What was the author of 14th Amendment's intent?


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Posted Online: Nov. 23, 2012, 6:10 am
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By John Donald O'Shea
"No State shall make or enforce any law which shall abridge the privileges or immunities of citizens of the United States; nor shall any State deprive any person of life, liberty, or property, without due process of law; nor to deny to any person within its jurisdiction the equal protection of the laws." -- 14th Amendment, U. S. Constitution

I have written that I believe our Constitution and Bill of Rights must be construed consistently with the intent of the men who wrote them -- that is, according to their "original intent."

The Constitution became the Supreme Law of the land on June 21, 1788. In 1791, the first 10 Amendments (known as the Bill of Rights) were adopted.
But for those unfamiliar with Constitutional history, the 14th Amendment wasn't adopted until 1868, three years after the Civil War ended. So how should it be construed? Consistently with the intent of the men who drafted it in 1868, and with the intent of the Congress that approved it and sent it on to the states for ratification. But who were the drafters?

George Washington, James Madison, Benjamin Franklin, Alexander Hamilton and others who drafted the Constitution had long passed from the scene, and had no input in the 14th Amendment. It was largely drafted by one congressman, a man whose name will probably be unknown to any person who reads this piece: Congressman John Armor Bingham, R-Ohio.

In the words of the Supreme Justice Hugo Black, "Congressman Bingham may, without extravagance, be called the Madison of the first section of the 14th Amendment."

To understand Black's praise, it is necessary to understand that the Bill of Rights was written to limit the powers of the federal government, not state governments. The Bill of Rights, from 1791 until 1868, afforded nobody any protection against actions by a state. Indeed, in 1833, Barron v. Baltimore, Chief Justice Marshall, speaking for the court, specifically held inapplicable to the states the provision of the Fifth Amendment which declares: "nor shall private property be taken for public use, without just compensation." The court said that it could not hold that the first eight amendments applied to the states.This was the controlling constitutional precedent when the 14th Amendment was proposed in 1866.

Here is how Rep. Bingham, who served on the Joint Committee for Reconstruction, explained his work product to Congress:

"I have sought to effect no change in that respect in the Constitution of the country. I have advocated here an amendment which would arm Congress with the power to compel obedience to the oath (to support the Constitution), and punish all violations by State officers of the bill of rights, but leaving those officers to discharge the duties enjoined upon them as citizens of the United States by that oath and by that Constitution ...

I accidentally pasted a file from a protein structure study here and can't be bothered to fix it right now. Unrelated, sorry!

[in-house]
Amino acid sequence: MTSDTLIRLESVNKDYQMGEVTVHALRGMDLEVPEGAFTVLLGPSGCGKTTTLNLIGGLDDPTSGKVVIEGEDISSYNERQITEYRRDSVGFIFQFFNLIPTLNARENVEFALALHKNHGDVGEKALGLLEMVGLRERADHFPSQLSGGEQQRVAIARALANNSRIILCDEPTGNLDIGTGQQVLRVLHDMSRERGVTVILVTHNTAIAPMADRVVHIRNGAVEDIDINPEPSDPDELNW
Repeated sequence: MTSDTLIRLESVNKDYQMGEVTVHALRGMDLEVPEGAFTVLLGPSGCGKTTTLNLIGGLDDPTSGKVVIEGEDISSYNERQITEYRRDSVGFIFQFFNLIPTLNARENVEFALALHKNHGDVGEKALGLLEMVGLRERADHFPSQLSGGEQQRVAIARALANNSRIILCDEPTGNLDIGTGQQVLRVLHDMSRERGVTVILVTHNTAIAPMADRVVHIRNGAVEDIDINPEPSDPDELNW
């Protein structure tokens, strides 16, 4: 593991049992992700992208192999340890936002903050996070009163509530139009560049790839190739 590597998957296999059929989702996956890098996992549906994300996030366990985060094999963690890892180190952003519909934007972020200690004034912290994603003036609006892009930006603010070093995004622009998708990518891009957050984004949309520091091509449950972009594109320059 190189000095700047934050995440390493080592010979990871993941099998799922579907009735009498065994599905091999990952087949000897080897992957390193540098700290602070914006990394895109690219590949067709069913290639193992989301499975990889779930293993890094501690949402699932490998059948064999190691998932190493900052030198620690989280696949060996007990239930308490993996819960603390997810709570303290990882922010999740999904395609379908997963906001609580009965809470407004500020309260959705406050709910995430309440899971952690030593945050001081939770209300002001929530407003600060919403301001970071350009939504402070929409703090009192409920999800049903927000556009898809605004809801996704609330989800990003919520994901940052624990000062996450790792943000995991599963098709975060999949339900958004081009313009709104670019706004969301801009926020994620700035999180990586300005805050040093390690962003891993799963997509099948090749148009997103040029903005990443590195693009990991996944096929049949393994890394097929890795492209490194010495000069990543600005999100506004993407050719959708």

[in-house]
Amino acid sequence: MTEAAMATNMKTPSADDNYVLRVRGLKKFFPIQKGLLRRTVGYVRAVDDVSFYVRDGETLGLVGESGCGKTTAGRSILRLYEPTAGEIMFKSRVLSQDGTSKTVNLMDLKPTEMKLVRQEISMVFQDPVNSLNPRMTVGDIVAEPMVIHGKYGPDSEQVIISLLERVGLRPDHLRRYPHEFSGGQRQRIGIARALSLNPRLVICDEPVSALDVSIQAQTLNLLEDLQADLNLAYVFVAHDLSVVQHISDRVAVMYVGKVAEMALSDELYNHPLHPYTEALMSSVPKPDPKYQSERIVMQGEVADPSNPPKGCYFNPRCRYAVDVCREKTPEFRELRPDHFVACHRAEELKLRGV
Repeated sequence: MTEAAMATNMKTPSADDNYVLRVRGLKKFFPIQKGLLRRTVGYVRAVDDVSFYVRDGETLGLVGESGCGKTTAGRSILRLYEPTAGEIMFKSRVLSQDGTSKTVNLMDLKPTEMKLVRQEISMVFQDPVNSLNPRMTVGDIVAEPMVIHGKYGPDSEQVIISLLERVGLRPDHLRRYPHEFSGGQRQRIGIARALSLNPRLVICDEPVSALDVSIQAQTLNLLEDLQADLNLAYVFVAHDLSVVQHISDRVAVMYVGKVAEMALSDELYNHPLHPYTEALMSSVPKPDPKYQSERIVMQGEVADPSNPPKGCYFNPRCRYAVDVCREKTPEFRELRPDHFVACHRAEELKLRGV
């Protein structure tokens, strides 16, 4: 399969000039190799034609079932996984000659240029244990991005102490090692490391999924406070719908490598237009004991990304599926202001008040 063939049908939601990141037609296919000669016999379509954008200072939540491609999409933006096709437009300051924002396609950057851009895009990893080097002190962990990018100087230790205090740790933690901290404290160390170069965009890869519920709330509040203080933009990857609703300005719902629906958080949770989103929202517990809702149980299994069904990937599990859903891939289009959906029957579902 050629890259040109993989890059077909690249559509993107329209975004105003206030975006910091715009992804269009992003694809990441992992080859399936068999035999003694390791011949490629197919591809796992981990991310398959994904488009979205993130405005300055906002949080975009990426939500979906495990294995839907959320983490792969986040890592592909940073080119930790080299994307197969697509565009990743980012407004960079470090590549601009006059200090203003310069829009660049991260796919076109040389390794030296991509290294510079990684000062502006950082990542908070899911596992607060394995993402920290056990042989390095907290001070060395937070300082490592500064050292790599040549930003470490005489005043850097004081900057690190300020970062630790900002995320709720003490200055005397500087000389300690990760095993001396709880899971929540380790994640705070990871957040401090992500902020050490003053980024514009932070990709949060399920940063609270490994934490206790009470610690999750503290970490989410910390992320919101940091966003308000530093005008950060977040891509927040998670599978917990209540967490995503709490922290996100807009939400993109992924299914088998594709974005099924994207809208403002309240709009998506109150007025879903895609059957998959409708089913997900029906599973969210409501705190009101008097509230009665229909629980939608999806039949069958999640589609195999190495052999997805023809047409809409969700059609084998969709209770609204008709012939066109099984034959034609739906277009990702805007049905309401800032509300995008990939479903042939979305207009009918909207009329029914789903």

"I had read -- and that is what induced me to attempt to impose by constitutional amendments new limitations upon the power of the States -- the great decision of Marshall in Barron v. The Mayor and City Council of Baltimore, wherein the Chief Justice said, in obedience to his official oath and the Constitution as it then was: 'The amendments (to the Constitution) contained no expression indicating an intention to apply them to the State governments.' The Chief Justice also said, 'Had the framers of these amendments intended them to be limitations on the power of the State governments they would have imitated the framers of the original Constitution, and have expressed that intention.'
"Mr. Speaker, that the scope and meaning of the limitations imposed by the first section, fourteenth amendment of the Constitution may be more fully understood, permit me to say that the privileges and immunities of citizens of the United States, as contradistinguished from citizens of a State, are chiefly defined in the first eight amendments to the Constitution of the United States. ...
"These eight articles I have shown never were limitations upon the power of the States, until made so by the fourteenth amendment."

Any fair reading of Rep. Bingham's remarks boils down to this: Chief Justice Marshall had ruled in 1833 in Barron v. Baltimore that the Bill of Rights (specifically the first eight amendments thereof) had no application to the states. Congressman Bingham concluded that the rights guaranteed by the first eight amendments were the "privileges and immunities" of citizens of the United States.

He wrote the 14th Amendment to guaranty those "privileges and immunities" against state action, and to make the first eight amendments of the Bill of Rights applicable to the states, as well as to the federal government.

He sought to create no new rights. He merely advocated here an amendment which would arm Congress with the power to compel obedience to the oath to support the Constitution, and punish all violations by state officers of the Bill of Rights.

More of Congressman's Bingham's remarks, can be found in the appendix to Justice Black's dissenting opinion in Adamson v. California, where the majority construed the 14th Amendment according to its own "more enlightened" intent.

Only Justices Black and Douglas thought it should be construed consistently with the way the author of the amendment explained his proposed amendment to Congress.
John Donald O'Shea of Moline is a retired circuit court judge.














 



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